18. Ravallion, Martin & Lokshin, Michael, 2010. "Who cares about relative deprivation?," Journal of Economic Behavior & Organization, Elsevier, vol. 73(2), pages 171-185, February.
  19. Eiji Mangyo & Albert Park, 2011. "Relative Deprivation and Health: Which Reference Groups Matter?," Journal of Human Resources, University of Wisconsin Press, vol. 46(3), pages 459-481.
  20. Easterlin, Richard A, 2001. "Income and Happiness: Towards an Unified Theory," Economic Journal, Royal Economic Society, vol. 111(473), pages 465-484, July.
  21. Appleton, Simon & Song, Lina, 2008. "Life Satisfaction in Urban China: Components and Determinants," World Development, Elsevier, vol. 36(11), pages 2325-2340, November.
  22. Shang-Jin Wei & Xiaobo Zhang, 2011. "Sex Ratios, Entrepreneurship, and Economic Growth in the People's Republic of China," NBER Working Papers 16800, National Bureau of Economic Research, Inc.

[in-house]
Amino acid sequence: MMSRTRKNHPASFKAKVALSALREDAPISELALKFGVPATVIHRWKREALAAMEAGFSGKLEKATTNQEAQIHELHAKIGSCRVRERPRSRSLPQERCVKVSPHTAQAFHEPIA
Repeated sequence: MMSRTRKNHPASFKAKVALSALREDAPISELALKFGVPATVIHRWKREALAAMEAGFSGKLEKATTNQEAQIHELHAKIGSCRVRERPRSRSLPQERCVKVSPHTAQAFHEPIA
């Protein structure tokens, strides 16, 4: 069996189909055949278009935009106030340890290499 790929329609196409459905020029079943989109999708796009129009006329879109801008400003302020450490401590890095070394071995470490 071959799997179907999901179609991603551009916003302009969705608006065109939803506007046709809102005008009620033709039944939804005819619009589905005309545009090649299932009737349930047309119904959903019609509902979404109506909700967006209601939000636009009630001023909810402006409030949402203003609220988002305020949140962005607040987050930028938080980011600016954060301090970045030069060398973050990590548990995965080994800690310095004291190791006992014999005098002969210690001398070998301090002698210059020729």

23. Knight, John & Gunatilaka, Ramani, 2012. "Income, aspirations and the Hedonic Treadmill in a poor society," Journal of Economic Behavior & Organization, Elsevier, vol. 82(1), pages 67-81.
  24. Brown, Philip H. & Bulte, Erwin & Zhang, Xiaobo, 2011. "Positional spending and status seeking in rural China," Journal of Development Economics, Elsevier, vol. 96(1), pages 139-149, September.
  25. Peigang Wang & Tyler VanderWeele, 2011. "Empirical Research on Factors Related to the Subjective Well-Being of Chinese Urban Residents," Social Indicators Research: An International and Interdisciplinary Journal for Quality-of-Life Measurement, Springer, vol. 101(3), pages 447-459, May.
  26. Shlomo Yitzhaki, 1979. "Relative Deprivation and the Gini Coefficient," The Quarterly Journal of Economics, Oxford University Press, vol. 93(2), pages 321-324.